Uber CEO backtracks after comparing Khashoggi's murder to self-driving car accidents
Uber CEO Dara Khosrowshahi has tried to backtrack after comparing the killing of Saudi journalist and US resident Jamal Khashoggi to deaths caused by Uber’s self-driving cars.
In an interview with Axios on Sunday, Khosrowshahi suggested that Khashoggi's murder was “a mistake” by the Saudi government.
“I think that people make mistakes. It doesn't mean that they can never be forgiven," he said.
According to Axios, Khosrowshahi contacted the online media platform an hour after the interview expressing regret for the language he used.
"I said something in the moment that I do not believe,” he said in a statement.
“When it comes to Jamal Khashoggi, his murder was reprehensible and should not be forgotten or excused."
Khosrowshahi was one of those who pulled out of Saudi Arabia’s annual Davos in the Desert conference in October 2018 following Khashoggi’s death.
He did not attend the 2019 conference either, but claimed it was due to its overlap with a board meeting, rather than an ethical stance related to the murder.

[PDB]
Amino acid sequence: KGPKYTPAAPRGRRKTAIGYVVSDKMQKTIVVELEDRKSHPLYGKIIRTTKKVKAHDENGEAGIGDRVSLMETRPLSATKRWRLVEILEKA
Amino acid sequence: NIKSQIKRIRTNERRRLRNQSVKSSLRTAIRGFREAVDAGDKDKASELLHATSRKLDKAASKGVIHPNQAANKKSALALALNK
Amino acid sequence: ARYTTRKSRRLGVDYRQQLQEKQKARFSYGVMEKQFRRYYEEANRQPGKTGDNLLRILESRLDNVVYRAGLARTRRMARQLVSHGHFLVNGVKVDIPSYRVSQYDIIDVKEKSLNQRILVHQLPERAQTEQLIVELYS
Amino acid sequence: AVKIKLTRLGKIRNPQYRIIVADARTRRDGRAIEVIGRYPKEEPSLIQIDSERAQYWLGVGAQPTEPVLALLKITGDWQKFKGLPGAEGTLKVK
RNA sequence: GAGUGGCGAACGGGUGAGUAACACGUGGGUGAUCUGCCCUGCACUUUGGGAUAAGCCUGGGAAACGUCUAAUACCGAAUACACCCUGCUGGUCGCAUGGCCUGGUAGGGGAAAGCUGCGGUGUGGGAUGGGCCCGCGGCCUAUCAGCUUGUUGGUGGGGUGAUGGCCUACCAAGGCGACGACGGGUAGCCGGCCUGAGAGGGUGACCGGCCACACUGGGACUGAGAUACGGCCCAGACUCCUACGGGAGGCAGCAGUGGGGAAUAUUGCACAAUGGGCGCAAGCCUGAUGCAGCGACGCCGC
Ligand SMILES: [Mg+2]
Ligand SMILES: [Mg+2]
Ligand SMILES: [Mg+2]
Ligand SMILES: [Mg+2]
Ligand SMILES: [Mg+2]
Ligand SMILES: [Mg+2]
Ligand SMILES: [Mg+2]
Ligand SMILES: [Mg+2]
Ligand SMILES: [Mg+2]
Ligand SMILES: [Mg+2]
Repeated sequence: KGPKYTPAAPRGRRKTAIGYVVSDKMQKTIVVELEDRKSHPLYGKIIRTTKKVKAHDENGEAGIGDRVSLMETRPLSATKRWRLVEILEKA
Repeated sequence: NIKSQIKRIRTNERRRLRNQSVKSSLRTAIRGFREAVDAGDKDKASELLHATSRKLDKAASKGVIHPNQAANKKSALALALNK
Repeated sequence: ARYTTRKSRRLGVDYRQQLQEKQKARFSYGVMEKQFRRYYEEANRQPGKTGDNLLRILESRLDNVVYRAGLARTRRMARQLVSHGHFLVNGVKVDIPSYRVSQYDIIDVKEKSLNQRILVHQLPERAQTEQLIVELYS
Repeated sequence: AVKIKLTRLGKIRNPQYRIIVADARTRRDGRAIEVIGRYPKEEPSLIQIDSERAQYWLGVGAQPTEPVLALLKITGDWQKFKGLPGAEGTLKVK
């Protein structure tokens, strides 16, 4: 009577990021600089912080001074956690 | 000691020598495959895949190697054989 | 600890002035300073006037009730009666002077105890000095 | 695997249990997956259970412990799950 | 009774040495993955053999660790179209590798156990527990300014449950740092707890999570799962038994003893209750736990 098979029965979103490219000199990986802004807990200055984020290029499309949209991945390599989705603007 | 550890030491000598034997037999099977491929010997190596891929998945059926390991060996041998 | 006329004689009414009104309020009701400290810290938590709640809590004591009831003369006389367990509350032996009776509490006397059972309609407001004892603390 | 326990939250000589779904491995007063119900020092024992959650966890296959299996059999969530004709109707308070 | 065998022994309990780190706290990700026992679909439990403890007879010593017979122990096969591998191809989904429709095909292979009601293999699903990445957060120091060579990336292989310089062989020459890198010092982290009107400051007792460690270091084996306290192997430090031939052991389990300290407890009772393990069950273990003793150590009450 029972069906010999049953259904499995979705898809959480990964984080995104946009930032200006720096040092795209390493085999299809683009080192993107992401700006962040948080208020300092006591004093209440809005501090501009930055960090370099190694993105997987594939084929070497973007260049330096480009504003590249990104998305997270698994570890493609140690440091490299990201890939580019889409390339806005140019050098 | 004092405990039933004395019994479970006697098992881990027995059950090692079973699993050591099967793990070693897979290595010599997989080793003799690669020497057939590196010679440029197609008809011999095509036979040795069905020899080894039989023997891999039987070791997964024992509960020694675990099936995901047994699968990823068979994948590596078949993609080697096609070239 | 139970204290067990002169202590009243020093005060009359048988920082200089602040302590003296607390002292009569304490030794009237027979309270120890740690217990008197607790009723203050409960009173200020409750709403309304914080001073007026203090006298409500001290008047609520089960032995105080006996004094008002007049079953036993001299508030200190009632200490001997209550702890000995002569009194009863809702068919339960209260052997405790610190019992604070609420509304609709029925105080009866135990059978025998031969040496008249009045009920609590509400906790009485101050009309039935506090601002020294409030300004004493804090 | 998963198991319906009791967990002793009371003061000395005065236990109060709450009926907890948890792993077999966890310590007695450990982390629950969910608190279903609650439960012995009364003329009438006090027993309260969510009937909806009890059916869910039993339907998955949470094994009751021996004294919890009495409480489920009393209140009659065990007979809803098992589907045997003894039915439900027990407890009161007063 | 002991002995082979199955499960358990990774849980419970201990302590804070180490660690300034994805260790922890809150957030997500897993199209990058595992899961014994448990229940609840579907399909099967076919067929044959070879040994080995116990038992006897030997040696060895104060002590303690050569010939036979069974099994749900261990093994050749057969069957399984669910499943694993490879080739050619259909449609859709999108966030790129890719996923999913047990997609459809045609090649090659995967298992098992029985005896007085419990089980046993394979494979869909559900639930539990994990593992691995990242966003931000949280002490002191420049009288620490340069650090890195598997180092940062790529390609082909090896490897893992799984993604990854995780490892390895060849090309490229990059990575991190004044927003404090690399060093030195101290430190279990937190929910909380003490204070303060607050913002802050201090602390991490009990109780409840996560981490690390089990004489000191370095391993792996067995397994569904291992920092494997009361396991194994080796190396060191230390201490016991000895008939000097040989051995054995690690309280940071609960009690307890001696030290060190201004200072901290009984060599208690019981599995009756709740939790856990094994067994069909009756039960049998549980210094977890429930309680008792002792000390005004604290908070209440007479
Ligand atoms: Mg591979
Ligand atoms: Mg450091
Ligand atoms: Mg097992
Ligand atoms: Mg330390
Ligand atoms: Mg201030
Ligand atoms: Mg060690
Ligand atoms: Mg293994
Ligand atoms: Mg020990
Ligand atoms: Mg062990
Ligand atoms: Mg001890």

Saudi Arabia owns more than 10 percent of Uber, making it the fifth largest shareholder in the ride-hailing company.
Saudi investment in Uber Technologies Inc., nearly at $3.5 billion, has been described by Bloomberg as “the largest single investment from a foreign government to a venture-backed startup ever.”
Yasir al-Rumayyan, the managing director of Saudi Arabia’s Public Investment Fund, is among the company's nine board members.
Khosrowshahi praised Rumayyan as a “very constructive board member.”
Khashoggi, a regular contributor to the Washington Post and Middle East Eye, was killed on 2 October 2018 in Saudi Arabia's Istanbul consulate.
Despite the outcry from advocates and lawmakers, US President Donald Trump has strongly defended Saudi Crown Prince Mohammed bin Salman, who the CIA has said ordered the murder and dismemberment of Khashoggi.
The Saudi government has vigorously denied his involvement. Trump has said he would not compromise Washington's relationship with Riyadh, including hefty weapons contracts, because of the killing.